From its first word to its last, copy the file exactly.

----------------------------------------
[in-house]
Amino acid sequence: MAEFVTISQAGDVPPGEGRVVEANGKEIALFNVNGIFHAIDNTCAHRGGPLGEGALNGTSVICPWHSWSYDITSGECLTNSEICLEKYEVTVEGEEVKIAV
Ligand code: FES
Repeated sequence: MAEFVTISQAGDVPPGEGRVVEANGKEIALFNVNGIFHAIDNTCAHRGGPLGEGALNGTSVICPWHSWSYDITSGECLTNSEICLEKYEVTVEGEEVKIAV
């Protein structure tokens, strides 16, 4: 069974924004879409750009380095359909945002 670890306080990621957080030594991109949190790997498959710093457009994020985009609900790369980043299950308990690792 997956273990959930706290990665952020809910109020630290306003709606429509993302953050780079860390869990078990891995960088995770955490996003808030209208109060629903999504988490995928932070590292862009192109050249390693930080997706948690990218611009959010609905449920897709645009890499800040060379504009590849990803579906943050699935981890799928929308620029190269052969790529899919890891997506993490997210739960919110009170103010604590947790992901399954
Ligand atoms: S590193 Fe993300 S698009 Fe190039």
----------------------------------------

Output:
[in-house]
Amino acid sequence: MAEFVTISQAGDVPPGEGRVVEANGKEIALFNVNGIFHAIDNTCAHRGGPLGEGALNGTSVICPWHSWSYDITSGECLTNSEICLEKYEVTVEGEEVKIAV
Ligand code: FES
Repeated sequence: MAEFVTISQAGDVPPGEGRVVEANGKEIALFNVNGIFHAIDNTCAHRGGPLGEGALNGTSVICPWHSWSYDITSGECLTNSEICLEKYEVTVEGEEVKIAV
């Protein structure tokens, strides 16, 4: 069974924004879409750009380095359909945002 670890306080990621957080030594991109949190790997498959710093457009994020985009609900790369980043299950308990690792 997956273990959930706290990665952020809910109020630290306003709606429509993302953050780079860390869990078990891995960088995770955490996003808030209208109060629903999504988490995928932070590292862009192109050249390693930080997706948690990218611009959010609905449920897709645009890499800040060379504009590849990803579906943050699935981890799928929308620029190269052969790529899919890891997506993490997210739960919110009170103010604590947790992901399954
Ligand atoms: S590193 Fe993300 S698009 Fe190039």